Rescue personnel aid injured people near the finish line of the 2013 Boston… (Stuart Cahill / Associated…)
When the two explosions hit the finish line of the Boston Marathon, some onlookers ran toward the blasts -- to help.
Confusion whirled around Boston after the explosions, which left at least two dead and more than 20 injured Monday, a day that had been devoted to one of the nation's most famous races. Instead, blood streaked the sidewalk near the finish line, and runners, friends and family struggled to find one another as police raced to the scene.
Hayden Cardy, 18, of San Antonio, and his sister had just watched their mother cross the finish line a minute before seeing the explosions, and he was wrenched with fear.
“That was absolutely scary: having no idea where she was, what would happen next," Cardy told the Los Angeles Times. “It was busy, and it was scary, and I’m just happy that my mom made it out."
PHOTOS: Explosions at Boston Marathon
The conspicuous location of the blasts and the celebrated nature of the event raised the specter of a terrorist attack -- but that kind of speculation could not be confirmed so early after the tragedy, and Boston, and its guests, were left coping with the chaos.
“Given for someone to do this in front of Boston, on the national stage, it’s really tragic," Kate Plourd, 28, of Boston, told The Times. She had finished running 20 minutes before the blasts hit and was being treated in a medical tent for post-race illness when she heard the first explosion. Officials soon cleared the tent.
"I got very emotional because many of my friends were behind me in the race," said Plourd, who didn't have her phone and was disconnected from her friends for a while, not knowing whether they were safe.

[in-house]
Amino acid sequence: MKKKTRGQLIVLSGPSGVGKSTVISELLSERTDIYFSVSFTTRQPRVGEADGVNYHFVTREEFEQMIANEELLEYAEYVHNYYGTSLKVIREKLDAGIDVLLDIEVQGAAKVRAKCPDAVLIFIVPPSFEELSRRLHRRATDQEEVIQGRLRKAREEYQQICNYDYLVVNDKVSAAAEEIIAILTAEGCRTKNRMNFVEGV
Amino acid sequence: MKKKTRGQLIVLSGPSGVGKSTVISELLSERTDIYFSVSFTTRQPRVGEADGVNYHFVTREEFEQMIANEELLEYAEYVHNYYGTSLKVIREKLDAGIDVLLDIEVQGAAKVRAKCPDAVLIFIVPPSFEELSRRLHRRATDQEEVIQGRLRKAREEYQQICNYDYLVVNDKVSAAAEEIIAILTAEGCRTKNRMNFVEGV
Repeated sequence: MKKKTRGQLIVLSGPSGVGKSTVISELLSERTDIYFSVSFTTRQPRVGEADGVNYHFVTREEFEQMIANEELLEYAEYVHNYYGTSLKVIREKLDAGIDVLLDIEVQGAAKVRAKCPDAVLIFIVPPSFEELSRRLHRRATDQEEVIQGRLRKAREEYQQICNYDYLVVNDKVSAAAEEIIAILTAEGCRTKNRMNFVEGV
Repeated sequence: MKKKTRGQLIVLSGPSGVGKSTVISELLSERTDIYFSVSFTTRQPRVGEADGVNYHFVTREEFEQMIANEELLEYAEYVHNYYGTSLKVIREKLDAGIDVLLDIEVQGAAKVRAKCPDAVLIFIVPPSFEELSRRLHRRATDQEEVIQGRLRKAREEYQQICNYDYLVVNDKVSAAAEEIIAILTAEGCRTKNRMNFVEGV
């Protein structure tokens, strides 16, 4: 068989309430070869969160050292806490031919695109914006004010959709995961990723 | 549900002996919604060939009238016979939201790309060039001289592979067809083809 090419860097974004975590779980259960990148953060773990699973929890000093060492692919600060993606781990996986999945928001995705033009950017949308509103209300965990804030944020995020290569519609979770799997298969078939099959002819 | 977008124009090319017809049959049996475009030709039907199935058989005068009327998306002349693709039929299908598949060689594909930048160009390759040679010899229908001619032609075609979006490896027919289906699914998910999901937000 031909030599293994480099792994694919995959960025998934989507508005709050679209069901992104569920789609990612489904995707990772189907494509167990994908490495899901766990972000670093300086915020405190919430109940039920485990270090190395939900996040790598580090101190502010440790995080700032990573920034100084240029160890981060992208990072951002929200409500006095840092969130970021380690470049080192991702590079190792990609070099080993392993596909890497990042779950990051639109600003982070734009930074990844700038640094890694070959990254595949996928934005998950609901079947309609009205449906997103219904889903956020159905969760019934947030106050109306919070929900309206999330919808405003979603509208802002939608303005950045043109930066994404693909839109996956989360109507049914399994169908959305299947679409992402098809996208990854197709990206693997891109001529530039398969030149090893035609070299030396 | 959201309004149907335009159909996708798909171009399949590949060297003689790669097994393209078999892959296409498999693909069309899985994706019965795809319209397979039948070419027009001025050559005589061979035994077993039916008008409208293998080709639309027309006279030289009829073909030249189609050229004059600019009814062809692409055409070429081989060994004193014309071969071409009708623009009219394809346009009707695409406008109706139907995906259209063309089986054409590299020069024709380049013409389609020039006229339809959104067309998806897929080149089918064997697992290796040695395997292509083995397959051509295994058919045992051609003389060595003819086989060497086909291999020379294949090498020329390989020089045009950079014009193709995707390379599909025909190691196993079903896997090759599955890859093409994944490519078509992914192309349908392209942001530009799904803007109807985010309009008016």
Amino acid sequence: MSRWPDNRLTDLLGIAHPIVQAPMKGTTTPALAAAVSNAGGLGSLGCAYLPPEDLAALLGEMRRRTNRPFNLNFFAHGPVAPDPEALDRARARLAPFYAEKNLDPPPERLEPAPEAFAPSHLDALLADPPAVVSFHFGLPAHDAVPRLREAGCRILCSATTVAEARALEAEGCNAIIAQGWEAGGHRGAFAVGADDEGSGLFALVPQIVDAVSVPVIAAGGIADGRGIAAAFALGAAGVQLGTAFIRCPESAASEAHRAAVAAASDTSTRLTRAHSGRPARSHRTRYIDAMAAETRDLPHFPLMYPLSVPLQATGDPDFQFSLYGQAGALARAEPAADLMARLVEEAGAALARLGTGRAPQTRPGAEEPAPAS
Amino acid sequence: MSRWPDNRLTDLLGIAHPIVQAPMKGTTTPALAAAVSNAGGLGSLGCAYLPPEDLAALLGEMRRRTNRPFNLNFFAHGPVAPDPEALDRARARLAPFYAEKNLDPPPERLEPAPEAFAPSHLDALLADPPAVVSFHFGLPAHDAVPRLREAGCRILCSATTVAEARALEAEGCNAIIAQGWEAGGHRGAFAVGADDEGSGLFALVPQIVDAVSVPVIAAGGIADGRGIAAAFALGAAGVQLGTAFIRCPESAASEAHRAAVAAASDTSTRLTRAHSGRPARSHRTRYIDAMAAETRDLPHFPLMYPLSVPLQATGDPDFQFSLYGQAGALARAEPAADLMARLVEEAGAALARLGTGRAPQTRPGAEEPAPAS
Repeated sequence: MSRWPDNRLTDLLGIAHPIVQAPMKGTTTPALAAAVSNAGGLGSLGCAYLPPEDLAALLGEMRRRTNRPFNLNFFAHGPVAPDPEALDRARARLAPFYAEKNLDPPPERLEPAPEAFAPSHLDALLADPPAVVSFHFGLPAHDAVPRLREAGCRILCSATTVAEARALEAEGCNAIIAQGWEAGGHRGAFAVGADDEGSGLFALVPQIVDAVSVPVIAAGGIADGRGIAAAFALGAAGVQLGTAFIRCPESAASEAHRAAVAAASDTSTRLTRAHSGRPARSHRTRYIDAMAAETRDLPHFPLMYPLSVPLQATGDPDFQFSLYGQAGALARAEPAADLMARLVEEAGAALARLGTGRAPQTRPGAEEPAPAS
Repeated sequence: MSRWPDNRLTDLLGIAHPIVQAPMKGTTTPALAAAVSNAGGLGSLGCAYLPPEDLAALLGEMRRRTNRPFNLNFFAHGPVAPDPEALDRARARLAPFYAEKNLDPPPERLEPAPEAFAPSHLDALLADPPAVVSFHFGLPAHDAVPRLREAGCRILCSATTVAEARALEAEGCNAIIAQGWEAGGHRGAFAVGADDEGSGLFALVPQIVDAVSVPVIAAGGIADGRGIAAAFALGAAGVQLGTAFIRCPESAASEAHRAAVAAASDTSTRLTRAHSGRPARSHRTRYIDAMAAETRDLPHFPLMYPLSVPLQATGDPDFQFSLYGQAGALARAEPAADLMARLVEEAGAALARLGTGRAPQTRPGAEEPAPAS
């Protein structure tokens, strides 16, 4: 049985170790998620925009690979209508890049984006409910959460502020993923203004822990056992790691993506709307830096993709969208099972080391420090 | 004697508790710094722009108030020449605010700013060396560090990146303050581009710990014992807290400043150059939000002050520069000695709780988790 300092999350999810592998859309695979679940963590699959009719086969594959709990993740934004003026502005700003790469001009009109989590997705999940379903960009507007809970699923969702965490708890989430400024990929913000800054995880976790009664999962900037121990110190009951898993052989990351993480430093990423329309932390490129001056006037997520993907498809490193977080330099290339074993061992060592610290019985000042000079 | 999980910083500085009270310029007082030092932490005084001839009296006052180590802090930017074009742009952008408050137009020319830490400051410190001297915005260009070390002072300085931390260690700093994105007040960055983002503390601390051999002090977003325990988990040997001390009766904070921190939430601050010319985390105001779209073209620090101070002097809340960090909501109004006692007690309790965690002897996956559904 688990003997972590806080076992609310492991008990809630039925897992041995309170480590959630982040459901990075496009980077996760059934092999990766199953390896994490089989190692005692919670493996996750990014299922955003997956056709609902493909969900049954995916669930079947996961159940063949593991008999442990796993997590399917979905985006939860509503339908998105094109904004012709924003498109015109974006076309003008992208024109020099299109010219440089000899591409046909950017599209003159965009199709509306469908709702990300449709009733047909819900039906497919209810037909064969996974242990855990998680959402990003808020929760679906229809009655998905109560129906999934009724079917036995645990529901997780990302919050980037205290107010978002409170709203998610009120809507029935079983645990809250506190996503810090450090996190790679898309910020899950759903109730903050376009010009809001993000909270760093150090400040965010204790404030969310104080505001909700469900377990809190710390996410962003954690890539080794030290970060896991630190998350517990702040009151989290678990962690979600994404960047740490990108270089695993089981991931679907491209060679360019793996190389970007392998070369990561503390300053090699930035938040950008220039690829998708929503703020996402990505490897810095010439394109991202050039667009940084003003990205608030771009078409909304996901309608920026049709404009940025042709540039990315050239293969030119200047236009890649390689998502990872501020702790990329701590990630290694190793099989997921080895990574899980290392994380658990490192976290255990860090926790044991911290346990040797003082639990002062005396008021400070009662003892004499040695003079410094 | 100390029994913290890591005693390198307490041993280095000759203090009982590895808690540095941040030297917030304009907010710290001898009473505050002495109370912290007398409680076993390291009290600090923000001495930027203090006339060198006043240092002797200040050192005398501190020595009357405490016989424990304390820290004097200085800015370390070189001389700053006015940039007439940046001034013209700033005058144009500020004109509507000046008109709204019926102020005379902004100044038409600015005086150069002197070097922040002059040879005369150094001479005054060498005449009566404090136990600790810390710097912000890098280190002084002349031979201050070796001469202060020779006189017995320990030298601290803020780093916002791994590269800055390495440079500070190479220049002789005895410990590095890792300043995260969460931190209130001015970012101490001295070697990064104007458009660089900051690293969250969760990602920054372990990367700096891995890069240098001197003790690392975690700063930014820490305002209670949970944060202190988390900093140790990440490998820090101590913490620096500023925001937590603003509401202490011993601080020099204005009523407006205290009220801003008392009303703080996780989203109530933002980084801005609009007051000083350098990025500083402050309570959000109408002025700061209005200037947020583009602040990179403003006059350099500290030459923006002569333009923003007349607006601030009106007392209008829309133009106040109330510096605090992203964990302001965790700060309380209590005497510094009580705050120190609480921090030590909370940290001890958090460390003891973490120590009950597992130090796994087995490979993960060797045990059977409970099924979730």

"There are a lot of runners walking around without blankets," Chi-Ting Huang, 43, of Belmont, Mass., told The Times; she saw the aftermath of the blasts -- the smoke and the papers drifting up in the air -- while watching the race from the third story of a building down the street. "It's pretty cold out if you haven't been running. ... There are also a lot of very worried runners out there looking for friends."
, 43, a Boston food writer, told The Times he was at a marathon party one door down from where the blast happened.
VIDEO: Boston marathon explosion
"[The] explosion rocked my ear drums," said Helterman, who also got debris in his eyes. He and 20 other marathon partiers huddled in the back of the building, trying to decide what to do, and "frantically" calling loved ones, he said.
"Finally, we decided to exit via fire escape," he said. He popped out a window screen and made his way out.
As with any public event, much of the horror, clamor and confusion was documented over social media, which, when taken together, constituted the first draft of what happened in Boston on Monday, recreated below.
Warning: Many of the following tweets describe graphic accounts of the tragedy.